To investigate the functional stages of osteoclasts, the ultrastructural histochemical distribution of the lysosomal enzymes [acid phosphatase (tartrate-sensitive) and neutral phosphatase], the plasma membrane enzymes [alkaline phosphatase, Ca++-ATPase, and alkaline ouabain-insensitive p-nitrophenylphosphatase (alkaline p-NPPase)], and the mitochondrial enzyme (cytochrome C oxidase) was evaluated in the chicken tibial metaphysis.
Both active-appearing and detached (resting) osteoclasts were studied. Serial sectioning was used to identify detached osteoclasts which were present in the perivascular space. The ultrastructure of detached osteoclasts was similar to that of active osteoclasts, except for the lack of a ruffled border and clear zone, and an altered distribution pattern of small vesicles. Small vesicles were uniformly distributed in the cytoplasm of resting osteoclasts, whereas they were concentrated beneath the ruffled border of active osteoclasts. Alkaline p-NPPase, a marker enzyme for the basal ruffled border, was also apparent on the membrane of small vesicles. However, the vesicles did not possess Ca++ -ATPase, a marker enzyme for the apical plasma membrane. These findings support the concept that small vesicles serve as a membrane reservoir for the ruffled border membrane.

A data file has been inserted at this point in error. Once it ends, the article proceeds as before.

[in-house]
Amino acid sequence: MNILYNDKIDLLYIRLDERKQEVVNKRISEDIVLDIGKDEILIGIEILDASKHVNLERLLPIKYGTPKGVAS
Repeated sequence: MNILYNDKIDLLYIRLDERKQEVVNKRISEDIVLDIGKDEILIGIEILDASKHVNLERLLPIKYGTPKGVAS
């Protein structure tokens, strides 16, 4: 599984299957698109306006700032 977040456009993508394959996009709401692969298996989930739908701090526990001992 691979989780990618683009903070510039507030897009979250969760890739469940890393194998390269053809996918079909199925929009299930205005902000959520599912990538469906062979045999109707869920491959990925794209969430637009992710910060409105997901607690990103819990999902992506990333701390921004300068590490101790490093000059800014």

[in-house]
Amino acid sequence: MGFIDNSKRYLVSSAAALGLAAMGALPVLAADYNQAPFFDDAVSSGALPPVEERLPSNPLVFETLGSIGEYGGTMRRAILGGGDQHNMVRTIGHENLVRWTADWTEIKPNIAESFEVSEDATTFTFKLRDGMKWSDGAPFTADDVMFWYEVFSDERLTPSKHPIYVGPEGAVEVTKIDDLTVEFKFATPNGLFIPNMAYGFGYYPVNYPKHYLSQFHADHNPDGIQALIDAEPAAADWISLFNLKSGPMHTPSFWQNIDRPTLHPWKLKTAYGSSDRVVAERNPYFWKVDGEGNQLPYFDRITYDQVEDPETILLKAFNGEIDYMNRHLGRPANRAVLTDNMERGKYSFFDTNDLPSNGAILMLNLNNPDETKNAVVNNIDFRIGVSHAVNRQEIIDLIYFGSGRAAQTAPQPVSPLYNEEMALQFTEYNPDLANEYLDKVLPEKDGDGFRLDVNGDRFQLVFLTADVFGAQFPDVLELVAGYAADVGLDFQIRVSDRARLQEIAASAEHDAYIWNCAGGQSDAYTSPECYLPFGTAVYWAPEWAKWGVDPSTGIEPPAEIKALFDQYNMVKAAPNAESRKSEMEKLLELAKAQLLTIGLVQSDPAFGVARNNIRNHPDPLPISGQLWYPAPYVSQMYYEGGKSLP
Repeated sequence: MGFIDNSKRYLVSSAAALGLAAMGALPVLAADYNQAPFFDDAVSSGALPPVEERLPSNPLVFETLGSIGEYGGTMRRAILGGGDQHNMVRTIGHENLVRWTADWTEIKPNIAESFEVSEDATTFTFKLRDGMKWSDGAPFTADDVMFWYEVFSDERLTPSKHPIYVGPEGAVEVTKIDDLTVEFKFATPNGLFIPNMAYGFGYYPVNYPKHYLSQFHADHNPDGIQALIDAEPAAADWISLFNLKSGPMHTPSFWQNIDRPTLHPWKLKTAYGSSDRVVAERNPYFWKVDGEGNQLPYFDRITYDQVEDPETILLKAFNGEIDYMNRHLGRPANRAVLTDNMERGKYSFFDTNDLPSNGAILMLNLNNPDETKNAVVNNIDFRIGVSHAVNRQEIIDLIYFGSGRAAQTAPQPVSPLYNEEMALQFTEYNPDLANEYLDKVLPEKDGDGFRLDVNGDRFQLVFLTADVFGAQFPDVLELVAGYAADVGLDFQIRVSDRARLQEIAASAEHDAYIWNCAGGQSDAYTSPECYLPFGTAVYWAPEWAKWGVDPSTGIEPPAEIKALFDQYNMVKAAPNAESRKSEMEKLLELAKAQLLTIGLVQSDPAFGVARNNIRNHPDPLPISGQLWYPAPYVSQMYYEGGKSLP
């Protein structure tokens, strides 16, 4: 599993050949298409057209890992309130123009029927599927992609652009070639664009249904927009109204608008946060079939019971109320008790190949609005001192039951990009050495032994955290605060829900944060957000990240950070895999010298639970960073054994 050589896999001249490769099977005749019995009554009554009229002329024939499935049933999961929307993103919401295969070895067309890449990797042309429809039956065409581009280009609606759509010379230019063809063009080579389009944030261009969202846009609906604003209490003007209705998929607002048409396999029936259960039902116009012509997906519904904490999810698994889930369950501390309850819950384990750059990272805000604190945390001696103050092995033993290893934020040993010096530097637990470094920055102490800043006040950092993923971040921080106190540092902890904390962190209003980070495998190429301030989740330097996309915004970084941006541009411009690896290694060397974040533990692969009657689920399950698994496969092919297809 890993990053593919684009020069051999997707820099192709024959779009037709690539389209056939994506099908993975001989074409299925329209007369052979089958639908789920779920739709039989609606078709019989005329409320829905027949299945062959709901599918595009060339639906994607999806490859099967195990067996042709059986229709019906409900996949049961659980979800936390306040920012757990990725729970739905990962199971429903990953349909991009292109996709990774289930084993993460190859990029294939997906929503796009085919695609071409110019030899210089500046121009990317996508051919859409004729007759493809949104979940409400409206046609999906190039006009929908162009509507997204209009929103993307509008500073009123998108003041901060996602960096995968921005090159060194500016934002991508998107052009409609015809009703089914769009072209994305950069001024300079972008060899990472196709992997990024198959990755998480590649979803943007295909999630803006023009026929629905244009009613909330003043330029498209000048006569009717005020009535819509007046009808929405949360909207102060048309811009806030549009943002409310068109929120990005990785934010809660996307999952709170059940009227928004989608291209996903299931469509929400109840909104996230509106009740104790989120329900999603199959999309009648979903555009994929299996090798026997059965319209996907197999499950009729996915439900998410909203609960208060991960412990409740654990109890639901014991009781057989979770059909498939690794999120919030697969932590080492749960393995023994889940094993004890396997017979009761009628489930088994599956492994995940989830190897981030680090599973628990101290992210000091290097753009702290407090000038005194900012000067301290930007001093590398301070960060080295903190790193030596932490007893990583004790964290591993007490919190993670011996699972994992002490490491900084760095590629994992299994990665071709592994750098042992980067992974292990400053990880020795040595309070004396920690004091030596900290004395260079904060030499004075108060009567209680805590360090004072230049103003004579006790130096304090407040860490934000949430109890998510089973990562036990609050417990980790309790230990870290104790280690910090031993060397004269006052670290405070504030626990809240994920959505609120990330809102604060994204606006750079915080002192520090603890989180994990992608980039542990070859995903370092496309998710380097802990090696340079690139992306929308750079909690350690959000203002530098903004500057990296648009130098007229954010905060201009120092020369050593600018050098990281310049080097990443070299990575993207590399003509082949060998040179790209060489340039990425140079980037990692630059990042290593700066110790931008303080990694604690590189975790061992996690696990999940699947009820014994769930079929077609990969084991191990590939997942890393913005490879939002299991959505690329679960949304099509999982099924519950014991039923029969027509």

Pre-osteoclasts contained abundant mitochondria and lysosomes, prominent Golgi complexes, moderately developed endoplasmic reticulum, and lacked small vesicles. Pre-osteoclasts appear to fuse with osteoclasts which are attached to the bone surface, but not with detached osteoclasts. The small vesicles, from which the ruffled border arises, are absent from pre-osteoclasts, suggesting that they develop after fusion with pre-existing osteoclasts or after attachment to the bone surface. Alkaline p-NPPase appears to be a marker for differentiation of pre-osteoclasts to mature osteoclasts.